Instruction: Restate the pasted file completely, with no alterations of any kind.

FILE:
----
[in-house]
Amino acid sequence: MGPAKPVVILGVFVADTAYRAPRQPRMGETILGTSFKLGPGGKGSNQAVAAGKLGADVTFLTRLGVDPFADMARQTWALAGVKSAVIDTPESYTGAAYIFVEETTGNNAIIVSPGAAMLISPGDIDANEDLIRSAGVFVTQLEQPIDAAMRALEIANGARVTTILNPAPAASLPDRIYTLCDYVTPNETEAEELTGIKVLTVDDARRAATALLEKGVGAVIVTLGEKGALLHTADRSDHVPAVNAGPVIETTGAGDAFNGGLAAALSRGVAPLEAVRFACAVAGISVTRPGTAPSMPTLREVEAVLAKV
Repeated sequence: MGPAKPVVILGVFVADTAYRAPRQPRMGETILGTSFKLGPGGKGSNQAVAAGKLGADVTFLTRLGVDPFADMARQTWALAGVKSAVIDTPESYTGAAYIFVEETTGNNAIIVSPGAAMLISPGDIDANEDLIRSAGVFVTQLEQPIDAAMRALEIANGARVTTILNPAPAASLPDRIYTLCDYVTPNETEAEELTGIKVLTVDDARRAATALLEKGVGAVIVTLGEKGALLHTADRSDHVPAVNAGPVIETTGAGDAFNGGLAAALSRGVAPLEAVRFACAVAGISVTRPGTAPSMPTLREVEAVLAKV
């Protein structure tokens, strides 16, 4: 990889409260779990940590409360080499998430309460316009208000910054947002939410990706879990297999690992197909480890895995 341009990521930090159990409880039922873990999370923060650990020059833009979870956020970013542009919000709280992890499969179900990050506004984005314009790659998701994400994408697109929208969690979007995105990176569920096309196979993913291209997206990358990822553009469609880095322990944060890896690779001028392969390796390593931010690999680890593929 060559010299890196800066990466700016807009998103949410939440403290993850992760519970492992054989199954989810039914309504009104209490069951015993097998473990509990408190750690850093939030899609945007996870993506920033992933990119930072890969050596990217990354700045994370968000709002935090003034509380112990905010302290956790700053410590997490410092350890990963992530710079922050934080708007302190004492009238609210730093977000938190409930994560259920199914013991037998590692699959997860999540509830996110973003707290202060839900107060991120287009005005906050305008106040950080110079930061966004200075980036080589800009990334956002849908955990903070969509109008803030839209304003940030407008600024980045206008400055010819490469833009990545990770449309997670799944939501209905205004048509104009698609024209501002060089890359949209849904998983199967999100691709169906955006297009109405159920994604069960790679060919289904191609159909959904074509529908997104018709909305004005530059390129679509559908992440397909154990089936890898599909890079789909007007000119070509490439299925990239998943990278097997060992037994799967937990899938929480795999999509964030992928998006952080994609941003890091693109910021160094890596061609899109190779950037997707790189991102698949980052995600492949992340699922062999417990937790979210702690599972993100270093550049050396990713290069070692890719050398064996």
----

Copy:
[in-house]
Amino acid sequence: MGPAKPVVILGVFVADTAYRAPRQPRMGETILGTSFKLGPGGKGSNQAVAAGKLGADVTFLTRLGVDPFADMARQTWALAGVKSAVIDTPESYTGAAYIFVEETTGNNAIIVSPGAAMLISPGDIDANEDLIRSAGVFVTQLEQPIDAAMRALEIANGARVTTILNPAPAASLPDRIYTLCDYVTPNETEAEELTGIKVLTVDDARRAATALLEKGVGAVIVTLGEKGALLHTADRSDHVPAVNAGPVIETTGAGDAFNGGLAAALSRGVAPLEAVRFACAVAGISVTRPGTAPSMPTLREVEAVLAKV
Repeated sequence: MGPAKPVVILGVFVADTAYRAPRQPRMGETILGTSFKLGPGGKGSNQAVAAGKLGADVTFLTRLGVDPFADMARQTWALAGVKSAVIDTPESYTGAAYIFVEETTGNNAIIVSPGAAMLISPGDIDANEDLIRSAGVFVTQLEQPIDAAMRALEIANGARVTTILNPAPAASLPDRIYTLCDYVTPNETEAEELTGIKVLTVDDARRAATALLEKGVGAVIVTLGEKGALLHTADRSDHVPAVNAGPVIETTGAGDAFNGGLAAALSRGVAPLEAVRFACAVAGISVTRPGTAPSMPTLREVEAVLAKV
């Protein structure tokens, strides 16, 4: 990889409260779990940590409360080499998430309460316009208000910054947002939410990706879990297999690992197909480890895995 341009990521930090159990409880039922873990999370923060650990020059833009979870956020970013542009919000709280992890499969179900990050506004984005314009790659998701994400994408697109929208969690979007995105990176569920096309196979993913291209997206990358990822553009469609880095322990944060890896690779001028392969390796390593931010690999680890593929 060559010299890196800066990466700016807009998103949410939440403290993850992760519970492992054989199954989810039914309504009104209490069951015993097998473990509990408190750690850093939030899609945007996870993506920033992933990119930072890969050596990217990354700045994370968000709002935090003034509380112990905010302290956790700053410590997490410092350890990963992530710079922050934080708007302190004492009238609210730093977000938190409930994560259920199914013991037998590692699959997860999540509830996110973003707290202060839900107060991120287009005005906050305008106040950080110079930061966004200075980036080589800009990334956002849908955990903070969509109008803030839209304003940030407008600024980045206008400055010819490469833009990545990770449309997670799944939501209905205004048509104009698609024209501002060089890359949209849904998983199967999100691709169906955006297009109405159920994604069960790679060919289904191609159909959904074509529908997104018709909305004005530059390129679509559908992440397909154990089936890898599909890079789909007007000119070509490439299925990239998943990278097997060992037994799967937990899938929480795999999509964030992928998006952080994609941003890091693109910021160094890596061609899109190779950037997707790189991102698949980052995600492949992340699922062999417990937790979210702690599972993100270093550049050396990713290069070692890719050398064996």